Last weekend on public television I saw a fantastic biography about Pete Seeger, the influential folk singer and activist. Throughout, Seeger stressed his desire to sing with people, not to people — motivating music as a collaborative endeavor. This sentiment is echoed in the accessible book, This is Your Brain on Music, which points out that music as “performance” by people on a stage to other people seems to be a fairly new thing. Traditionally, music was a group activity that was not reserved for those of express “skill” and training.
Drawing is much the same way. We often make a huge break between those with or without “talent” — resigning people to the misperception that they “can’t draw”, when really our biological endowment ensures that we all can draw. Really what is at issue is a level of fluency, and most people just don’t develop with the proper exposure or practice.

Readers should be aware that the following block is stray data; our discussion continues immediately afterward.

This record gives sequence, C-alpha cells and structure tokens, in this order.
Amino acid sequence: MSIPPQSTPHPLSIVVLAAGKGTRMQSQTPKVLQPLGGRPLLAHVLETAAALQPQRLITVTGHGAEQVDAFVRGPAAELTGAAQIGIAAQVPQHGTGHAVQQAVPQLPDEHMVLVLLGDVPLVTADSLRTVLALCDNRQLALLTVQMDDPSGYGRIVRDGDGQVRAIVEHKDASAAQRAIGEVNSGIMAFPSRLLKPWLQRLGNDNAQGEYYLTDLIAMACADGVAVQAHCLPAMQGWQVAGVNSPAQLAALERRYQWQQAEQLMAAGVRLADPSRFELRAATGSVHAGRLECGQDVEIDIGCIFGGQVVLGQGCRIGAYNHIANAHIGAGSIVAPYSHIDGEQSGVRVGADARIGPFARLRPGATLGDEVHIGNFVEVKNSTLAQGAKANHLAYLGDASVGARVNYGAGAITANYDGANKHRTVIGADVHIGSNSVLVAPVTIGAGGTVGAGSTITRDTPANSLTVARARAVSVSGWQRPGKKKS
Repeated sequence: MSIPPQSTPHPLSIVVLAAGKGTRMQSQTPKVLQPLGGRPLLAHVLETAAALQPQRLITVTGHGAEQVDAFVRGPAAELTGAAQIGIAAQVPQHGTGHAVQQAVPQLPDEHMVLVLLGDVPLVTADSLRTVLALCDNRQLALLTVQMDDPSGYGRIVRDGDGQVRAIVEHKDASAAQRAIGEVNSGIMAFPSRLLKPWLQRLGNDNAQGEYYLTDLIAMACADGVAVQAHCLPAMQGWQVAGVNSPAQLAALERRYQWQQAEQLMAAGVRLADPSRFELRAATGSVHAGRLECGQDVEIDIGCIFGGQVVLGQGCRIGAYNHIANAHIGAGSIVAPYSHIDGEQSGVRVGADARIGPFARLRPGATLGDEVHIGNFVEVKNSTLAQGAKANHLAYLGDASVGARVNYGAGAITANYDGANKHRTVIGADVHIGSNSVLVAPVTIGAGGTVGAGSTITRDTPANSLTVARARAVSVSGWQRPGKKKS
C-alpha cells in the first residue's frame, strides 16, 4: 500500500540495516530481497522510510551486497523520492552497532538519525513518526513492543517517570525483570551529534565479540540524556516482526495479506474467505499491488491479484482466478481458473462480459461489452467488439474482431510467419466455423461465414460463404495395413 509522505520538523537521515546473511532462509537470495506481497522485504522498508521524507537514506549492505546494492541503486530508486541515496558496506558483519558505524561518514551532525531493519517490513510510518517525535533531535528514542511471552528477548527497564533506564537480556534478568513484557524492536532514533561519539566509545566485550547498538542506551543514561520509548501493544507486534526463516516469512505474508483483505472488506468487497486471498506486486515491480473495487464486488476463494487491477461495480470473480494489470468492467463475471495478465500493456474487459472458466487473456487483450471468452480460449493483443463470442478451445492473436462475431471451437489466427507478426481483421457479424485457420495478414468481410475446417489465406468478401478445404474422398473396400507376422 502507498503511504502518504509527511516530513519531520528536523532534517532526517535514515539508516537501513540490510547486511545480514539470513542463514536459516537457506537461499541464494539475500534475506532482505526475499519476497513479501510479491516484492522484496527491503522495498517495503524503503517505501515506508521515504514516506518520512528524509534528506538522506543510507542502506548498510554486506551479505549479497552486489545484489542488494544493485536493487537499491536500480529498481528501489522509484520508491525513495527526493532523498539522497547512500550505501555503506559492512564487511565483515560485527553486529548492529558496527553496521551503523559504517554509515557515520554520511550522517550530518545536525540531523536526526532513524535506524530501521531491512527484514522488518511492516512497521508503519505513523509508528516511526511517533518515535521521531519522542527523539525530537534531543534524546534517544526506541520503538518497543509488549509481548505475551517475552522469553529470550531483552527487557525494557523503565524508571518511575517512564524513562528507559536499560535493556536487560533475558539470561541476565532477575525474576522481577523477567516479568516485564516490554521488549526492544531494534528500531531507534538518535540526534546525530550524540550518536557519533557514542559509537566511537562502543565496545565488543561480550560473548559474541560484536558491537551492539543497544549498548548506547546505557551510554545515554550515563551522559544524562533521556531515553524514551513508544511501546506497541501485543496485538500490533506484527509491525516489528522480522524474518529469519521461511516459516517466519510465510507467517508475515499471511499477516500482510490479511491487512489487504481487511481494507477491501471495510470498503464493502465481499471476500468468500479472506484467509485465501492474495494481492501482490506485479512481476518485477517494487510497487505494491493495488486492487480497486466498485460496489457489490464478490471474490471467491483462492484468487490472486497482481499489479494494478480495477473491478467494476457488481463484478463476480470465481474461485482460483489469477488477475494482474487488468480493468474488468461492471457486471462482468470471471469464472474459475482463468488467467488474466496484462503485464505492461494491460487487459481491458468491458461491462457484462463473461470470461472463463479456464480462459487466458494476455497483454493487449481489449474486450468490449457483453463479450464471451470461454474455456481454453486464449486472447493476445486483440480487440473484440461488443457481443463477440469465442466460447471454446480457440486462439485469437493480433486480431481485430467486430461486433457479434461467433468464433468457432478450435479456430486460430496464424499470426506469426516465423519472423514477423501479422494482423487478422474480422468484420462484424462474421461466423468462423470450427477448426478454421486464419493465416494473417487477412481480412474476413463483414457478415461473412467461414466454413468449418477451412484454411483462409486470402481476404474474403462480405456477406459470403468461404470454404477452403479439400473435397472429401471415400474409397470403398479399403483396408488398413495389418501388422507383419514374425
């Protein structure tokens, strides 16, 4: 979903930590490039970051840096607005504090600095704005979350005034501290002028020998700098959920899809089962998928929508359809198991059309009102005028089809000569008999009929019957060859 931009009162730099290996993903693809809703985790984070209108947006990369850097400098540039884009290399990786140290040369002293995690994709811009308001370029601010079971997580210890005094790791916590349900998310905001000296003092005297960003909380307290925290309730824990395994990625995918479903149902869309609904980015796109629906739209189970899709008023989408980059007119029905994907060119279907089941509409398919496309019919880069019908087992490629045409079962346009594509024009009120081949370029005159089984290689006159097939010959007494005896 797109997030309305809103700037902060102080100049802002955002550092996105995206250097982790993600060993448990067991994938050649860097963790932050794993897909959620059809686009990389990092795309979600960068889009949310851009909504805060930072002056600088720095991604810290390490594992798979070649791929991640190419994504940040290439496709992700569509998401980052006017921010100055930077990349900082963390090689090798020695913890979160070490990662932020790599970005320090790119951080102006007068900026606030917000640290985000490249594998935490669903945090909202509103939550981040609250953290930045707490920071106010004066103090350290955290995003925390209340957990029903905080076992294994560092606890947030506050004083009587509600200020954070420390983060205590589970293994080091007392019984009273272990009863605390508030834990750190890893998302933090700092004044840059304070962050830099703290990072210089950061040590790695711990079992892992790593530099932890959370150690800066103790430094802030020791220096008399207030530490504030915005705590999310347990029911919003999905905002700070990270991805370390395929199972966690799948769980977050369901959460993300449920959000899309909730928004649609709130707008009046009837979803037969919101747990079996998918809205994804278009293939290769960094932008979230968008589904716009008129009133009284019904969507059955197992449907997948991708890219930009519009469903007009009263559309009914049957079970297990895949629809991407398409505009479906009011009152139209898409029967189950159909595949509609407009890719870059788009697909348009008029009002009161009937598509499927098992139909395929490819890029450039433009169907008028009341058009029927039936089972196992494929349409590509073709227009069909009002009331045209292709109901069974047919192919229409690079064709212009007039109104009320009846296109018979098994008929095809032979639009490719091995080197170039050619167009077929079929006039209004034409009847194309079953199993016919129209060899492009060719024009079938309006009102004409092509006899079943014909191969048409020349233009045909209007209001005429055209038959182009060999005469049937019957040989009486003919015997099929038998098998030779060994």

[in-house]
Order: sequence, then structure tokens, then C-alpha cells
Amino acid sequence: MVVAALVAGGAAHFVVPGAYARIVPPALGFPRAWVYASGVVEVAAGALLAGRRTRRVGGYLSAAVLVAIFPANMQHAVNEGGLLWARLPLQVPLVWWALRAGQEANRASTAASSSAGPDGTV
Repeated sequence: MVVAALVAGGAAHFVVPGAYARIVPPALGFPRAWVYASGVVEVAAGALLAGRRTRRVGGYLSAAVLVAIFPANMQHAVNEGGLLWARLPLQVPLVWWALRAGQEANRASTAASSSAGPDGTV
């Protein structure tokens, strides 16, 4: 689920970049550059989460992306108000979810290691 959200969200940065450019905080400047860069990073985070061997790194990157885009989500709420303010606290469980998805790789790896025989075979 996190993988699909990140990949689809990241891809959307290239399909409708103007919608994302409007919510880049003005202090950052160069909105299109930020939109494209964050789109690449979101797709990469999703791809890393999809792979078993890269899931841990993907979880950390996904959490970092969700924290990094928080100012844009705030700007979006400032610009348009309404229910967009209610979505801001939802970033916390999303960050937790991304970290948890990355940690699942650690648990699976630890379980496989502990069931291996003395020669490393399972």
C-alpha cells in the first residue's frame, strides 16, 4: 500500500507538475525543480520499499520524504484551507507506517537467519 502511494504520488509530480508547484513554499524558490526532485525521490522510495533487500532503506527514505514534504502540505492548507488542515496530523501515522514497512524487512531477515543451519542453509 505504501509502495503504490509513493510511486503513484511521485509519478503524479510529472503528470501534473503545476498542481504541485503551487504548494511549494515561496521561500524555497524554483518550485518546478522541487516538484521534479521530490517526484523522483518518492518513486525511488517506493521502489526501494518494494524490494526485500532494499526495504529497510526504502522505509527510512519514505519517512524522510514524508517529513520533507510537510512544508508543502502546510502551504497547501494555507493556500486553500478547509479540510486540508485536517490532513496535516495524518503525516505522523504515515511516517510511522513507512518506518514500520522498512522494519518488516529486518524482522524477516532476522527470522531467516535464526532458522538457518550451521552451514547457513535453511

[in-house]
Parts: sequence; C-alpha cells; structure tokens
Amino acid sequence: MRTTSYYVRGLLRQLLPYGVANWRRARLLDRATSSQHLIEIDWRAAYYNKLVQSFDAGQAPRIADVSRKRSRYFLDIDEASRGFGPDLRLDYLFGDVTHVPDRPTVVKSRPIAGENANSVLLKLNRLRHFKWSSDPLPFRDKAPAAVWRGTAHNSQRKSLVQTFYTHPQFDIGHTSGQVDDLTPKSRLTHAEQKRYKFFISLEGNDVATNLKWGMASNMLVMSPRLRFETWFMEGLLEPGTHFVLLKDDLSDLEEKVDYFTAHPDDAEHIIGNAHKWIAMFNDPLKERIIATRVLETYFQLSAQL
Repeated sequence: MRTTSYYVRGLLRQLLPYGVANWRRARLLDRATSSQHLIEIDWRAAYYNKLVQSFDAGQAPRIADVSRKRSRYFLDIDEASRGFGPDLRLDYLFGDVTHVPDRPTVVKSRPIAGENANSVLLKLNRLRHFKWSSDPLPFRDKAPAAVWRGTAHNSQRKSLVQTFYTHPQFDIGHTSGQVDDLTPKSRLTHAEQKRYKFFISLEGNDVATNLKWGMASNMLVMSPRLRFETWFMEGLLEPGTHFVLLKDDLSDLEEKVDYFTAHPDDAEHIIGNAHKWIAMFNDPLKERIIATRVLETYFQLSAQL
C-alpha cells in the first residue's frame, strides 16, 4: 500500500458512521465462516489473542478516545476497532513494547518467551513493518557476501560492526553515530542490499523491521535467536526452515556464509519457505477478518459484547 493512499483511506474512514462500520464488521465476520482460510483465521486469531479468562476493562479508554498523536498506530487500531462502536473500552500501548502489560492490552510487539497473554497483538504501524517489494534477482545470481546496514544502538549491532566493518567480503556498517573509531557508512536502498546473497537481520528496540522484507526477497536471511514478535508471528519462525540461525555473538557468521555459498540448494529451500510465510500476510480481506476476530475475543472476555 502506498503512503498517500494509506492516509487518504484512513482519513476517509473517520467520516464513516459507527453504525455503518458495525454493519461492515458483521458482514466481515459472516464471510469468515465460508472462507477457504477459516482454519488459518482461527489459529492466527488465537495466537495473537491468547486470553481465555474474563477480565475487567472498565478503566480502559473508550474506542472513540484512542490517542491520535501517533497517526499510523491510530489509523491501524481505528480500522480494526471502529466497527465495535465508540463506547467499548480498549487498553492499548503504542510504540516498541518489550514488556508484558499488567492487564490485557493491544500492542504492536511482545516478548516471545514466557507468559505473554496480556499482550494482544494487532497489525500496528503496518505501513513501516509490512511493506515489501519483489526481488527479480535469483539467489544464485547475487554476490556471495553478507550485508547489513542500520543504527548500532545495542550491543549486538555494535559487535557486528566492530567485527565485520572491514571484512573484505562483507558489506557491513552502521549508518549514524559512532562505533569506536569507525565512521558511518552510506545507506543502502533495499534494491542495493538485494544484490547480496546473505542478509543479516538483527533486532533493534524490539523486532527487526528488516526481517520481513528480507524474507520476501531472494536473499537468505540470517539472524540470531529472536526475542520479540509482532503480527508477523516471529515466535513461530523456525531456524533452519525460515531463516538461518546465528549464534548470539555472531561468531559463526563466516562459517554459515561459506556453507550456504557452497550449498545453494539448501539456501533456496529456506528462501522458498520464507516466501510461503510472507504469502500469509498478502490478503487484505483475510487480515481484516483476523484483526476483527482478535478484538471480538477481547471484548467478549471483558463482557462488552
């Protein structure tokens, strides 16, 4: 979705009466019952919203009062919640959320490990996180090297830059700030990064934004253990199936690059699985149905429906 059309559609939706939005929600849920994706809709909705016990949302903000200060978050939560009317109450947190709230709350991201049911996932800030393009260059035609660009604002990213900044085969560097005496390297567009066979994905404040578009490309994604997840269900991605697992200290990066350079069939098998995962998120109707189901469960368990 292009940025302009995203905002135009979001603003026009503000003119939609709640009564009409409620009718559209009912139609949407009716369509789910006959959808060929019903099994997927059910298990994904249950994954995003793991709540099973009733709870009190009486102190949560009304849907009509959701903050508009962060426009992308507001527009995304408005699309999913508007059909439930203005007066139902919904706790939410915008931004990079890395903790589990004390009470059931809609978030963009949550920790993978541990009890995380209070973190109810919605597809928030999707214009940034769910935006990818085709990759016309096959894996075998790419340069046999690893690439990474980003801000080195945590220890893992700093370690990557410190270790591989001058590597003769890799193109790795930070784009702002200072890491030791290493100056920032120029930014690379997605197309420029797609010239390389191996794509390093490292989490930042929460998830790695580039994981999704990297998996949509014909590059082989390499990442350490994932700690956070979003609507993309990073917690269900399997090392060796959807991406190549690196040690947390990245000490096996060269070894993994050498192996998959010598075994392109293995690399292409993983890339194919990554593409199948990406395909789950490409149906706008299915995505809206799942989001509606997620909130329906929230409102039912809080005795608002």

Language, like this sense of music, is entirely collaborative. And, it is learned collaboratively, unlike most learning of drawing. In some cases, drawing might be instructed, often very well, though this is far from simply being interactive in the sense that you learn just by participatory immersion.
On a productive sense, drawing also is highly non-collaborative in our modern life. Belonging to a print-culture, most drawers and readers are separated by huge distances of space and time. This isn’t always the case though. Sand narratives by native communities in Australia are highly interactive, drawn in real-time communication.
Humans are an intensely social animal, and my gut tells me that nearly all of our expressive capacities developed and thrive in such collaborative interactions. The question is: how in our modern ecology can we facilitate such usage for visual language? Will we have to rely on technological breakthroughs (ex. digital whiteboards), or can it grow organically without the crutch of engineering?
For those interested in more about this, my article from a few years ago “Interactive Comics” probed a lot of these ideas.